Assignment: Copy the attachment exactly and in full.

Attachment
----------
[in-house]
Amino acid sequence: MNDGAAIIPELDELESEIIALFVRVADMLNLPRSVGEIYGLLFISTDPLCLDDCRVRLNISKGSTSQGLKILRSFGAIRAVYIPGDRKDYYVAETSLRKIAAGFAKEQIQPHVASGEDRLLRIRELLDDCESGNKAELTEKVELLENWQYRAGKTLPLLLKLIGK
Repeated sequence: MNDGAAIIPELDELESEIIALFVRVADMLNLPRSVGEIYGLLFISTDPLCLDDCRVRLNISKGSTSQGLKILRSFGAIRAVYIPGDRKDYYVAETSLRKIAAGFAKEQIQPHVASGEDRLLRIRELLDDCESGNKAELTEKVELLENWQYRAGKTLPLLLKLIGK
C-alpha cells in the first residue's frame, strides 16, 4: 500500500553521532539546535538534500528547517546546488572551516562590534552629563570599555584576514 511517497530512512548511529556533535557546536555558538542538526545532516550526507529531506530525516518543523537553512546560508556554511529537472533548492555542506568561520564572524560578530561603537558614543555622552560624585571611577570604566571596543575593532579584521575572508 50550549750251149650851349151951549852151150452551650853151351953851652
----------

[in-house]
Amino acid sequence: MNDGAAIIPELDELESEIIALFVRVADMLNLPRSVGEIYGLLFISTDPLCLDDCRVRLNISKGSTSQGLKILRSFGAIRAVYIPGDRKDYYVAETSLRKIAAGFAKEQIQPHVASGEDRLLRIRELLDDCESGNKAELTEKVELLENWQYRAGKTLPLLLKLIGK
Repeated sequence: MNDGAAIIPELDELESEIIALFVRVADMLNLPRSVGEIYGLLFISTDPLCLDDCRVRLNISKGSTSQGLKILRSFGAIRAVYIPGDRKDYYVAETSLRKIAAGFAKEQIQPHVASGEDRLLRIRELLDDCESGNKAELTEKVELLENWQYRAGKTLPLLLKLIGK
C-alpha cells in the first residue's frame, strides 16, 4: 500500500553521532539546535538534500528547517546546488572551516562590534552629563570599555584576514 511517497530512512548511529556533535557546536555558538542538526545532516550526507529531506530525516518543523537553512546560508556554511529537472533548492555542506568561520564572524560578530561603537558614543555622552560624585571611577570604566571596543575593532579584521575572508 50550549750251149650851349151951549852151150452551650853151351953851652